We expect the opioid bill to pass through the legislature and be signed into law by the governor within the next few days.


***Download the above press release as a PDF***


Arizona Bills of Interest to Nurses and Public Health

There are 25 members on the AzNA Public Policy Committee which is chaired by Denice Gibson, RN. The committee reviews bills as they are introduced during legislative sessions.

To see more about any bill, including the bill content and the bill status, visit AzNA Nurse's List of Bill.


Achieving Full Practice Authority for APRNs in Arizona

A history of AzNA's role in 2016 and 2017 Legislation to take steps forward for all APRN groups across Arizona can be found at



Hospital Nurse Staffing in Arizona


In August of 2014, the AzNA Board of Directors initiated a project that addressed the hospital nurse staffing issue in Arizona. Our innovative “it takes a village” approach led us to hire a professional facilitator to convene work sessions that involved a combination of a top down and bottom up approach.


Participation in two small roundtables and a larger day of dialog included representation from administrators and direct care nurses, national staffing thought leaders and community partners.


The goal was to identify innovative solutions and answer this important question:

How do we change hospital nurse staffing to be more healing for patients and more satisfying for nurses?



Infectious Diseases Preparedness and Response - AzNA Represents Arizona Nurses


As a response to the Ebola scare in late 2014, Governor Jan Brewer issued an Executive Order to create the Governor’s Council on Infectious Disease Preparedness and Response.


The 20-member Council was charged with developing a coordinated and comprehensive plan to ensure the state is prepared to manage and respond to potential outbreaks of infectious diseases, including the Ebola virus and Enterovirus, in Arizona.



On-Going Partnership Work


The Arizona Nurses Association (AzNA) is the state-based association arm of the American Nurses Association (ANA). Membership to AzNA automatically gets you membership to ANA.


Below are links to the many projects that ANA is working on. Many of our AzNA nurses participate on the Professional Issues Panels that drive this work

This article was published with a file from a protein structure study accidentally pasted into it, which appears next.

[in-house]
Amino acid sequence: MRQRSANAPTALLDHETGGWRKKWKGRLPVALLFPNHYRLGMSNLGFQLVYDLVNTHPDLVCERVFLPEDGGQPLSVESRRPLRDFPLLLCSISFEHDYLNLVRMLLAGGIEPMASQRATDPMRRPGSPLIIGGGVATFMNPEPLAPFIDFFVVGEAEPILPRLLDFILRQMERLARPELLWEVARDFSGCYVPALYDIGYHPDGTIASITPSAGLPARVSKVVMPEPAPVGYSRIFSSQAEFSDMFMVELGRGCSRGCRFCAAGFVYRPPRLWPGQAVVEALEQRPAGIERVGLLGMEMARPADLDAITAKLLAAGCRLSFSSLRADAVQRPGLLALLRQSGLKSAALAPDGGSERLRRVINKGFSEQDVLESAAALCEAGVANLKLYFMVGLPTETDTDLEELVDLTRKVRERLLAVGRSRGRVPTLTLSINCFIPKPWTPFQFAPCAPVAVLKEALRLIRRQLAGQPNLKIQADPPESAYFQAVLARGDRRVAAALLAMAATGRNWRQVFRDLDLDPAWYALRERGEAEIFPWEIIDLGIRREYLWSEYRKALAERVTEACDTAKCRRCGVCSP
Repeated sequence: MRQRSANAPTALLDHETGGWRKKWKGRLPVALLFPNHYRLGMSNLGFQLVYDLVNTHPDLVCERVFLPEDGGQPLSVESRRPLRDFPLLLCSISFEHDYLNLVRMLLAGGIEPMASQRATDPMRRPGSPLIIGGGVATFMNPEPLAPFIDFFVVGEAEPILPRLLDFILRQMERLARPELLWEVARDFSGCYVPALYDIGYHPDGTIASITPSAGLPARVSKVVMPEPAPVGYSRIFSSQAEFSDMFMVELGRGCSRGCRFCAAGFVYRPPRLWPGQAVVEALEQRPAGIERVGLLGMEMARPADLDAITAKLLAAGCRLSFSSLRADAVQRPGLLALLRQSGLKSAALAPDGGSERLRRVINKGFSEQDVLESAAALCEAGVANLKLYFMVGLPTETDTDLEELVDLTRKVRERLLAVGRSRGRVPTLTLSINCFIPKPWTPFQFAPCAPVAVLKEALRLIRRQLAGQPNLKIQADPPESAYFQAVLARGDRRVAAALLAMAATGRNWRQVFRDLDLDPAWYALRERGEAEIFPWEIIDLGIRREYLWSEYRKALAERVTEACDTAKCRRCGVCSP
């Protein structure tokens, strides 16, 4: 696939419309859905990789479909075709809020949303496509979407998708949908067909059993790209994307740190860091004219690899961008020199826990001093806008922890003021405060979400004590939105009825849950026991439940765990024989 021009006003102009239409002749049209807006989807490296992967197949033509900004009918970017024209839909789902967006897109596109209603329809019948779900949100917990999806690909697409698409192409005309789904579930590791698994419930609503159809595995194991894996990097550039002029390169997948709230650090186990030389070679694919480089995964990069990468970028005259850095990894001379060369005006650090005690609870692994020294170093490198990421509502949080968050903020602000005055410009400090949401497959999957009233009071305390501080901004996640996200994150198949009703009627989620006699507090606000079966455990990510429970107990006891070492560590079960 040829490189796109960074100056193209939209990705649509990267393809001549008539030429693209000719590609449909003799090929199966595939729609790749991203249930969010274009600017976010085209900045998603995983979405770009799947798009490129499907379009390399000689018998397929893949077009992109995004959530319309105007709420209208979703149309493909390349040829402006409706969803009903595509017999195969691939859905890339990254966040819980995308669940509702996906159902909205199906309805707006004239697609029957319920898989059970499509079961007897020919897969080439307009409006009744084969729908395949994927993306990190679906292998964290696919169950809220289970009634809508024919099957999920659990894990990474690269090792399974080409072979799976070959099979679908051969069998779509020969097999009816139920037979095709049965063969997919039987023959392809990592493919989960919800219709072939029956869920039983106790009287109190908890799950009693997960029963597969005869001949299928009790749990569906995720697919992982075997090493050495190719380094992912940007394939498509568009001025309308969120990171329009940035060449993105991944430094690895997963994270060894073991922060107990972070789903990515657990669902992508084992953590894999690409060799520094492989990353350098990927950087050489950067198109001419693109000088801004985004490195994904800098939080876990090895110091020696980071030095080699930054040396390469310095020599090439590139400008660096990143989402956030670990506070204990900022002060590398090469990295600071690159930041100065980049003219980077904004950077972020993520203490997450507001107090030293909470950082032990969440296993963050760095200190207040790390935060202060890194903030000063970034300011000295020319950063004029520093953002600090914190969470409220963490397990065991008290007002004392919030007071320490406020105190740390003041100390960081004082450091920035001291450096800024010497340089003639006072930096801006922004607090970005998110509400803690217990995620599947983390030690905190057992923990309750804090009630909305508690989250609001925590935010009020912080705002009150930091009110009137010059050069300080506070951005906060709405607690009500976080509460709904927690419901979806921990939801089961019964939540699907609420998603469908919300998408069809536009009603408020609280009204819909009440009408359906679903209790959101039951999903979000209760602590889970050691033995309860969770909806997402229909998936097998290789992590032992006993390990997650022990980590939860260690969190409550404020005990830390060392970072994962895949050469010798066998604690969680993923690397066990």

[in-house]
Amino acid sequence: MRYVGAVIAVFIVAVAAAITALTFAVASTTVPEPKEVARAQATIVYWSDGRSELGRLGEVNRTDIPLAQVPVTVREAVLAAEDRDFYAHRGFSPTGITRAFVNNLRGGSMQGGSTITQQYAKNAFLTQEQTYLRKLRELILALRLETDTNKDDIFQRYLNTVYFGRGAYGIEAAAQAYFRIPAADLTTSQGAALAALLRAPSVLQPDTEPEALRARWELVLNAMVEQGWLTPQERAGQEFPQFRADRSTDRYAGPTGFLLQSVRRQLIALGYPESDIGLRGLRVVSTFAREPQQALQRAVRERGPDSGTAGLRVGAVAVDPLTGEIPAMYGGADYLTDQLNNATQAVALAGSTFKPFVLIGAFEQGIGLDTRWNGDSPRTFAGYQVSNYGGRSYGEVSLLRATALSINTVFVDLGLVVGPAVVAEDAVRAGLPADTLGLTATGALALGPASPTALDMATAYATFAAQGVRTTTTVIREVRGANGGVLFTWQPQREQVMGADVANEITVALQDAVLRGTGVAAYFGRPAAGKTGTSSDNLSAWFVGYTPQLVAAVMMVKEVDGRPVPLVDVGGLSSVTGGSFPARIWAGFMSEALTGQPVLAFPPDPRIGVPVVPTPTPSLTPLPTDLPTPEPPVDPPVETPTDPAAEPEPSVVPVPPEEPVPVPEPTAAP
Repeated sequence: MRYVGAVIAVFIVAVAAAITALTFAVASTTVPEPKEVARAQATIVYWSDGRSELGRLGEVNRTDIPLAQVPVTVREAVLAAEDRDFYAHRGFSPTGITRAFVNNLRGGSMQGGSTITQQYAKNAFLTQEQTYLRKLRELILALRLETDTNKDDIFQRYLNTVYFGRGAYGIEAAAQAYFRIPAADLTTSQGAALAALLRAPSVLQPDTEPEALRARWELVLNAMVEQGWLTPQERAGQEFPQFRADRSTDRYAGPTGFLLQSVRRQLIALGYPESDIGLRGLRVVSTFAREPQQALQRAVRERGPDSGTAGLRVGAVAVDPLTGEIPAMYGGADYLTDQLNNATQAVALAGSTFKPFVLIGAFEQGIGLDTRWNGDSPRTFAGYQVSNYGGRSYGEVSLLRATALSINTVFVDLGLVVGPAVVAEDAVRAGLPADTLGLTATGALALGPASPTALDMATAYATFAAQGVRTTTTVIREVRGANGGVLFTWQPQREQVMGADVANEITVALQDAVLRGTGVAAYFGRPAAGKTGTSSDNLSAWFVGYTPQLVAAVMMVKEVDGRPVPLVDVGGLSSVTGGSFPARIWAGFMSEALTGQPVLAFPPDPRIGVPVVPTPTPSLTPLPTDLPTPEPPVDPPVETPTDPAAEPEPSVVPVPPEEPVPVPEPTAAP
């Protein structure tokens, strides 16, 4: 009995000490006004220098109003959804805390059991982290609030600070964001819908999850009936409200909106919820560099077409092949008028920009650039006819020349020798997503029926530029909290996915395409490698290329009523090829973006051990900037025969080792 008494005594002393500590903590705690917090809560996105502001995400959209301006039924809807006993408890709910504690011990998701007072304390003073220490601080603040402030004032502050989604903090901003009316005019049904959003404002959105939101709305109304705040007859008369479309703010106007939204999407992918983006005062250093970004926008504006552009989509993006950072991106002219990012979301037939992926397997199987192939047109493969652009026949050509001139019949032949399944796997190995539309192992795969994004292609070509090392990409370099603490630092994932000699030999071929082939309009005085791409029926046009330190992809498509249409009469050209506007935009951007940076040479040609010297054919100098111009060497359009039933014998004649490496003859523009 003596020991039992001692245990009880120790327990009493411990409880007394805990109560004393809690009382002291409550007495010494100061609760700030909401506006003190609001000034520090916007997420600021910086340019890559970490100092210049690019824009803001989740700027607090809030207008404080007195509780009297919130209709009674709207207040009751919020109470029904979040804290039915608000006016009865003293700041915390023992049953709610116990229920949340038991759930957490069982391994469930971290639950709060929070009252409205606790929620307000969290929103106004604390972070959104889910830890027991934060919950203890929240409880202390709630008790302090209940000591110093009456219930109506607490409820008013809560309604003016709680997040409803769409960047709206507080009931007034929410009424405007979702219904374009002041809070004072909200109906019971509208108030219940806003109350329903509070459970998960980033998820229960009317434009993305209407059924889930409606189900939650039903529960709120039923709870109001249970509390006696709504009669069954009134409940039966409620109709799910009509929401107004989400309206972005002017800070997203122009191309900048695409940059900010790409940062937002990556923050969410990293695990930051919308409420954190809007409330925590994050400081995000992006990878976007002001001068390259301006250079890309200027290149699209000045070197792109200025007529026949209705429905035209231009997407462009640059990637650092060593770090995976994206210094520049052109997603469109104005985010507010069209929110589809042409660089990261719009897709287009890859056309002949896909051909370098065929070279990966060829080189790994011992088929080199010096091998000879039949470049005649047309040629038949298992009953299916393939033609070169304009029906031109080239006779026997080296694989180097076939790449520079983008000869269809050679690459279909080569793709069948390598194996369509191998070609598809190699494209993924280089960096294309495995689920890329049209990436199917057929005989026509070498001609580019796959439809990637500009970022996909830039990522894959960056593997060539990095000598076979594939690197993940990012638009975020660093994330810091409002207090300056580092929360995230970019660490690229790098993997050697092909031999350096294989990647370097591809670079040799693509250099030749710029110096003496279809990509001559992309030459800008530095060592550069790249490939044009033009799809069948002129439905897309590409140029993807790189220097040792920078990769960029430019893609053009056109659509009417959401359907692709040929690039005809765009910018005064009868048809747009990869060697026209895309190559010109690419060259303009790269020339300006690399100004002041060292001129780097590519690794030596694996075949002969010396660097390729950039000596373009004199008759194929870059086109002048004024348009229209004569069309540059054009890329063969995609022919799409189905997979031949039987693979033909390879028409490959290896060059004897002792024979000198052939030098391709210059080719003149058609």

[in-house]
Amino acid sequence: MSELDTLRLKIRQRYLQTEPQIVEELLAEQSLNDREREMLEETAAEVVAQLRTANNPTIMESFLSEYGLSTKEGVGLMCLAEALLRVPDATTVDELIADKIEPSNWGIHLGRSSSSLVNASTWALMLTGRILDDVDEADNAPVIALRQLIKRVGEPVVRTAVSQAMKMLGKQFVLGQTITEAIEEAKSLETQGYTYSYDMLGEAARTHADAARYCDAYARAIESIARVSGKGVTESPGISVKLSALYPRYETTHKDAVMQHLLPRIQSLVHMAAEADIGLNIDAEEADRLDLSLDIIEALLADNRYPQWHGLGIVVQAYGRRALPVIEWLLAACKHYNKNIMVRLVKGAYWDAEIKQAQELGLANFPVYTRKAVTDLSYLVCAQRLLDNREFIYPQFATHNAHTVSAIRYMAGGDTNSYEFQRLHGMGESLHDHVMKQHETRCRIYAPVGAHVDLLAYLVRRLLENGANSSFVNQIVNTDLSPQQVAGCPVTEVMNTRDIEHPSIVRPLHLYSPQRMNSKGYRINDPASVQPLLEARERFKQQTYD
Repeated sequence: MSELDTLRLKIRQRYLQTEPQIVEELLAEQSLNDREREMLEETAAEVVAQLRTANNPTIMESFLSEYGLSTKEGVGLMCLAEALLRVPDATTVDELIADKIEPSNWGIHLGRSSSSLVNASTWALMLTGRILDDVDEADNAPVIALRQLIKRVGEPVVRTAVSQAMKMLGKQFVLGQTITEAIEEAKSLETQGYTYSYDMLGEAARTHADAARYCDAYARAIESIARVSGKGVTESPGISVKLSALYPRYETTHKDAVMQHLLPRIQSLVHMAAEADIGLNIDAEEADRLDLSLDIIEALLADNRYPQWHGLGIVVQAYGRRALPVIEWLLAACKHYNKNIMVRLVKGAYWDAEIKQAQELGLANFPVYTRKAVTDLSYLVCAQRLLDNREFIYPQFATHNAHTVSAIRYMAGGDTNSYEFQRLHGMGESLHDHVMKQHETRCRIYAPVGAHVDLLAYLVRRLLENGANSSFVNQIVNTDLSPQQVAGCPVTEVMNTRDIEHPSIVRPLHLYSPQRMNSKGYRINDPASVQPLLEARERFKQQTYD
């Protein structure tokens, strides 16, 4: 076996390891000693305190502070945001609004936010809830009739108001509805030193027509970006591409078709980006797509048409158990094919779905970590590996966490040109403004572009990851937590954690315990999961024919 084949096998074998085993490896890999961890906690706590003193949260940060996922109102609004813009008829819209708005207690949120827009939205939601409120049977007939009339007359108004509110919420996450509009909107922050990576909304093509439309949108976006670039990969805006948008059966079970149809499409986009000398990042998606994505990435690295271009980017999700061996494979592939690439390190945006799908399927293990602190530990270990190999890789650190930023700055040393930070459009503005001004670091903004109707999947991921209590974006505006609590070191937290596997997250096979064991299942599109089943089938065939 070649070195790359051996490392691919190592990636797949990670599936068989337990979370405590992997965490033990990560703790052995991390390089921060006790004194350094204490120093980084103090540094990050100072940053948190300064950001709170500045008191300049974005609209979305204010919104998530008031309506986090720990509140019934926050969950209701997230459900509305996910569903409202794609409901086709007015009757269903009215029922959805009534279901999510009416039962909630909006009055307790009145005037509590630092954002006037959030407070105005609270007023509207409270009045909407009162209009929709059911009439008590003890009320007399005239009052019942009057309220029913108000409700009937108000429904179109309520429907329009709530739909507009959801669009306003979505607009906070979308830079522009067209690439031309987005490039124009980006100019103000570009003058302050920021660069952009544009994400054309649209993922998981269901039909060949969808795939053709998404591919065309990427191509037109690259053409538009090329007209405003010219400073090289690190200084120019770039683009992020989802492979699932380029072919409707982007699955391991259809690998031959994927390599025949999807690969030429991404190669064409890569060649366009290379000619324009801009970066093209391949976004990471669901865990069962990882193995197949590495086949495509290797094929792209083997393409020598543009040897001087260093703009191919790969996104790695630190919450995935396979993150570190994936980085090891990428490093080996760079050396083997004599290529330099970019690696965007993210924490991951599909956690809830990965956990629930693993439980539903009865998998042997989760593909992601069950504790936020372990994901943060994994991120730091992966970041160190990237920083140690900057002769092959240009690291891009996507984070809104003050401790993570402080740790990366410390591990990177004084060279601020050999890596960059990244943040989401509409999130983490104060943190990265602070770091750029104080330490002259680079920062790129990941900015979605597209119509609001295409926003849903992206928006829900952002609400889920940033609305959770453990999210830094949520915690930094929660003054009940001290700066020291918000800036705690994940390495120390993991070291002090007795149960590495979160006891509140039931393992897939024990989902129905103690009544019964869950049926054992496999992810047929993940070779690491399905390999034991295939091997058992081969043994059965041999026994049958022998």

ANA's abiding commitment to the human rights dimensions of health care can be found here.

Topics: Revision to the Code of Ethics, Moral Courage, Genetics and Genomics, End of Life Issues and more


Health and Safety


A Healthy Work Environment is one that is safe, empowering, and satisfying.

Topics: Healthy Nurse, Health Work Environment, Bullying and Workplace Violence, Needle Safety


Professional Issues


The world of professional nursing practice and health policy is ever evolving to meet the new dynamics of care needs in every setting. In order to effectively address these changes, ANA usesProfessional Issues Panelsto drive toward informed decision-making, member engagement and active dialogue with members.

Topics: Nurse Fatigue, Care Coordination, Workplace Violence and Incivility, Barriers to RN Scope of Practice




For over 100 years, ANA has worked to improve patient safety by promoting quality in nursing care and nurses’ work lives. ANA advocates for nursing quality through quality measurement, research and collaborative learning. Recent efforts have included translating traditional quality measurements into eMeasures as well as the development of a streamlined tool to prevent catheter-associated urinary tract infections (CAUTIs).




Leaders do more than delegate, dictate, and direct. Leaders help others achieve their highest potential. At ANA, we empower nurses to be professional, competent leaders in healthcare. Through a variety of educational and advocacy activities, our work increases the leadership capacity of nurses to advance health and lead change.


Policy and Advocacy


From state legislatures to the White House, nurses have a unique opportunity to lend their expertise in influencing policy at all levels of government. The American Nurses Association ensures all 3.1 million nurses are represented across the board and that nurses interests are not ignored by bureaucrats who lack true knowledge of the issues at the bedside. Being the #1 most trusted profession in the country allows nurses to truly take charge and make a difference in the policy arena.